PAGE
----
"This project shows that, even during difficult times, a good project with professional partners is capable of arranging a high level of finance," said Dr Hans Peter Haselsteiner, CEO of Strabag. "This order cements our position as the number one in road construction in Poland."

The concession, operated by Strabag, will run through 2037 and means Poland now represents Strabag's second most important market after Germany.

Mr Ebner told CE, "For the next five years Poland will keep us so busy that we will not have much capacity available for other projects anyway. Poland really is where the music's playing!"

Such sentiment is supported by market research organisation PMR, which forecasts in its ‘Road construction is turning the corner' report that road construction output in Poland will grow by +13% each year between now and 2012 and that by Euro 2012, some 1000 km of additional national roads and motorways will have been constructed.

In the company's ‘PLN 95 bn to be spent on projects related to Euro 2012 in Poland' report, author Bartlomiej Sosna estimates that investment projects in Poland related to Euro 2012 will total € 21 billion, with 52% (€ 10,9 billion) assigned to road transport projects including work on the A1, A2 and A3 motorways and the S3 and S7 expressways.

Railway transport will benefit from € 6,7 billion of investment, while the stadiums themselves will account for € 1,4 billion.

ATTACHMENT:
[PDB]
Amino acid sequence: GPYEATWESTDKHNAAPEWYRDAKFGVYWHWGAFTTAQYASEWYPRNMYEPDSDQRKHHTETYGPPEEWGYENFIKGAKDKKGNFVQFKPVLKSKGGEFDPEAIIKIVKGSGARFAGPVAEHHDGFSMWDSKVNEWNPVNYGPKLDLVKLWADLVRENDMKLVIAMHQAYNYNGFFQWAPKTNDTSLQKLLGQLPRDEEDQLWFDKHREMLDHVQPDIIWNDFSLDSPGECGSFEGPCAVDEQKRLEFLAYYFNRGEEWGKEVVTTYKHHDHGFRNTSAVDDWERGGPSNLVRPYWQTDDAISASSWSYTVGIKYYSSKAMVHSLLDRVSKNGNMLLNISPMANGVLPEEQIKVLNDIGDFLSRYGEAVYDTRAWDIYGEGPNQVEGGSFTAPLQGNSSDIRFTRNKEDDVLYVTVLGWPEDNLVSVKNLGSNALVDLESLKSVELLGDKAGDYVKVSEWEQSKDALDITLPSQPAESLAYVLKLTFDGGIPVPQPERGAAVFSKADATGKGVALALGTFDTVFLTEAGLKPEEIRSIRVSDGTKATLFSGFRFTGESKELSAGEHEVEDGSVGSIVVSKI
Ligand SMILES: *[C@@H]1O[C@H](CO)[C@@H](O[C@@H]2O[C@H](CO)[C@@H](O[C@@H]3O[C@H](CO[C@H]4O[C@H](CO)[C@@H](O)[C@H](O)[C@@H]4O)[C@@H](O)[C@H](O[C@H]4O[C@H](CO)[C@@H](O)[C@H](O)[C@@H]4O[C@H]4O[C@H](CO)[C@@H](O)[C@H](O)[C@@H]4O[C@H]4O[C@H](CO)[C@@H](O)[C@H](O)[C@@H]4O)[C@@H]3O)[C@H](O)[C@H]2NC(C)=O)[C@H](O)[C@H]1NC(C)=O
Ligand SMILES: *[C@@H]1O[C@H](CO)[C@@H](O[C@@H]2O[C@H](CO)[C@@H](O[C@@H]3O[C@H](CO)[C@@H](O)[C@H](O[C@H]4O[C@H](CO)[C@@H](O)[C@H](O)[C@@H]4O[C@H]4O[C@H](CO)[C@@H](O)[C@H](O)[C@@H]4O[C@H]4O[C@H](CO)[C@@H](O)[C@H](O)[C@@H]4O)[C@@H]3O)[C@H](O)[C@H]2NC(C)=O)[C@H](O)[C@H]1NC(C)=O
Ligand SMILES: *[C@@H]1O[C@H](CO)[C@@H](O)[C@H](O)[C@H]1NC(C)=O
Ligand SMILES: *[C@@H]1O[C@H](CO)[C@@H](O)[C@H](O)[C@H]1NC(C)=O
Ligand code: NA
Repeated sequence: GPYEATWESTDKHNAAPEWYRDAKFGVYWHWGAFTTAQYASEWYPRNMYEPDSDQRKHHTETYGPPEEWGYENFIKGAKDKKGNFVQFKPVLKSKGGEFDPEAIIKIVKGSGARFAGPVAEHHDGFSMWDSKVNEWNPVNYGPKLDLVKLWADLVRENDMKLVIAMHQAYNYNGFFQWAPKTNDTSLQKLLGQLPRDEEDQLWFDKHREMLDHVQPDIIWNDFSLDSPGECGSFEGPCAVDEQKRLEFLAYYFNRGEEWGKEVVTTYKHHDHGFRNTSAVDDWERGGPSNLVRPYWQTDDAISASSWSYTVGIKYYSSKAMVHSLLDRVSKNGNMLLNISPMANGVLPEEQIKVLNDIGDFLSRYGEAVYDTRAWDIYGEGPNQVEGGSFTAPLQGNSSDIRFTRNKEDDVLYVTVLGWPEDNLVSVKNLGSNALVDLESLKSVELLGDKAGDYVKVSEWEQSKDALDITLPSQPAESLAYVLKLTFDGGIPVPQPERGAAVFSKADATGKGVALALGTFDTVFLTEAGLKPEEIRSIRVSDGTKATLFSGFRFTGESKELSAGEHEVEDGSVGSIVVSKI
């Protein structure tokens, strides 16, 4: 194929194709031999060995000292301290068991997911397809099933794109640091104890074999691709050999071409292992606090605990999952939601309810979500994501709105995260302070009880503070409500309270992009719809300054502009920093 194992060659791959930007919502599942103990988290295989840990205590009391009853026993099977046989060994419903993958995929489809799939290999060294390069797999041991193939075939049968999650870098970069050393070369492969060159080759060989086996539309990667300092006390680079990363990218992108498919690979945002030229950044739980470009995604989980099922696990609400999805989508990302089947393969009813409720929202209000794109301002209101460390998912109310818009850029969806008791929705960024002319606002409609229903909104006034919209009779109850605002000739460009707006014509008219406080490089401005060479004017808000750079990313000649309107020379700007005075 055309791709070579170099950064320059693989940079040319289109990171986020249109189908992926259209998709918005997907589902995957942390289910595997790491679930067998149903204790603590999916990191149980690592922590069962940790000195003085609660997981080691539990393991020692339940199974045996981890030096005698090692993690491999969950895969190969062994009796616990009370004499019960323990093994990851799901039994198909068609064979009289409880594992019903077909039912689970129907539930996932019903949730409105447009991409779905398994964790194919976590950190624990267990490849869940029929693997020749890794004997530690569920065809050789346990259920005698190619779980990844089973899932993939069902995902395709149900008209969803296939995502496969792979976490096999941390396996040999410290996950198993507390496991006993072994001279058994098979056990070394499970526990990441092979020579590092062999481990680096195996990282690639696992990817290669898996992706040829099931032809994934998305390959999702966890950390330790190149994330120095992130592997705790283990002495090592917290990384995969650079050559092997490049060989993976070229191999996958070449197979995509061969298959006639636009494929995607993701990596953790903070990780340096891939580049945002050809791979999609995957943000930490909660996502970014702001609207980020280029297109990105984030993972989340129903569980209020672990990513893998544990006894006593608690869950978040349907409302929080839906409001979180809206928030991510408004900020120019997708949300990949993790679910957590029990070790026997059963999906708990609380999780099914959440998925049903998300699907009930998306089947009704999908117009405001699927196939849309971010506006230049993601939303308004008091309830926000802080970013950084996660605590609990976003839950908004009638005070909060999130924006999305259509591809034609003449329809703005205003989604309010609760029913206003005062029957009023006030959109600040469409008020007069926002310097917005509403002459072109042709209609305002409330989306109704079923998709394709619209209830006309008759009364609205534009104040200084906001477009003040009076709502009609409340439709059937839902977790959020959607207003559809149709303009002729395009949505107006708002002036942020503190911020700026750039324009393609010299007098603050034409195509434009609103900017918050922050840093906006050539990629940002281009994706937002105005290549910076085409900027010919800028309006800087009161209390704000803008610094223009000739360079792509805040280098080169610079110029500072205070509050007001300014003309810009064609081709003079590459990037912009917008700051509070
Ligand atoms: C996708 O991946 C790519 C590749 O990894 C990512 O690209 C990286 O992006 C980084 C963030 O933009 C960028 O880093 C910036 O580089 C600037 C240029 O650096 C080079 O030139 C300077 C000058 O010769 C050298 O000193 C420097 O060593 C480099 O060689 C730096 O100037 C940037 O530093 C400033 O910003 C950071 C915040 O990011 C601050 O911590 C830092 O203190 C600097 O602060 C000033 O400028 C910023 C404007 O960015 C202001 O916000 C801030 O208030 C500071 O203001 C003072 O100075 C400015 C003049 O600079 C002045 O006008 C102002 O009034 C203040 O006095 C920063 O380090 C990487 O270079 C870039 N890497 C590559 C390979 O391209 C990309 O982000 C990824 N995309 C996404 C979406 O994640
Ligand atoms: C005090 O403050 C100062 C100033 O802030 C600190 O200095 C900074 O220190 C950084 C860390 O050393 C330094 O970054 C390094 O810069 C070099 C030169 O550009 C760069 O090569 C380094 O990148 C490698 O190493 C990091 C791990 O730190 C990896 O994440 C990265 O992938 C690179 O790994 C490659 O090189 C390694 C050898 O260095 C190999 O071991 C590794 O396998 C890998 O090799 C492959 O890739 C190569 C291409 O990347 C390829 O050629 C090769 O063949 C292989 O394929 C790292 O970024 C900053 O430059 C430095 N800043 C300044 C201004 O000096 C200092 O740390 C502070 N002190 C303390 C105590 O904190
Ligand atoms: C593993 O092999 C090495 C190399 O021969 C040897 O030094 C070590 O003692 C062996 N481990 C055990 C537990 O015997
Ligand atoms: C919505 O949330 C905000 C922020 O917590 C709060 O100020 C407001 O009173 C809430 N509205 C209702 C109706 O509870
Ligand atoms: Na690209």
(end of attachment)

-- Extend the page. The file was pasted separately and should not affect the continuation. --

"Organisation of Euro 2012 and the enormous amount of EU funds are the best things that could happen to the Polish construction industry," said Mr Sosna. "If just 80% of the planned projects reach fruition, they will amount to € 16,5 billion, which matches the construction output recorded in 2008.

"Over the next three years, projects related to the championships will come to the construction industry's aid and they will provide a stimulus for the industry going forwards," he said.

Following a visit to Poland and Ukraine earlier this year, UEFA President Michel Platini said, "We have seen progress over the last few months but we must remind both countries that there is still a huge amount of work to be undertaken.

"There are numerous infrastructure issues that urgently need to be resolved in Ukraine to convince the UEFA Executive Committee that the candidate venues can be appointed as host cities," he said.

UEFA said it will visit both countries again in December to review progress, and depending on its findings, some games may be rescheduled to be played at alternative stadiums.

Belarus

While Poland clearly leads the way in construction activity on the back of its Euro 2012 commitments, Belarus too is enjoying sustained growth, with PMR's Robert Obetkon confirming that in the first half of this year construction output increased by +25%.

Mr Obetkon said, "Construction activity is concentrated in Minsk and the Minsk province and this is reflected by a +12% growth in residential construction." Major infrastructure projects are also attributing to the growth with the € 1 billion Zelva coal power plant and a € 3,4 billion nuclear power plant both under construction, alongside the € 3 billion Minsk City project.

Outlook

While there has been a decline in construction activity across much of CEE, PMR Research believes Poland and Belarus have achieved considerable success in tackling the impact of the global downturn.

The Euro 2012 Championships will continue to have a positive impact through 2010 and 2011, particularly in Poland, while according to PMR Research, EU-funded investments over the coming years will prevent most of the region's construction markets from descending into an abyss.

Strabag's Mr Ebner concluded, "I believe environmental technology is the most important topic. Even non-EU countries have a strong environmental desire and this will be a key driver in the future of construction in CEE."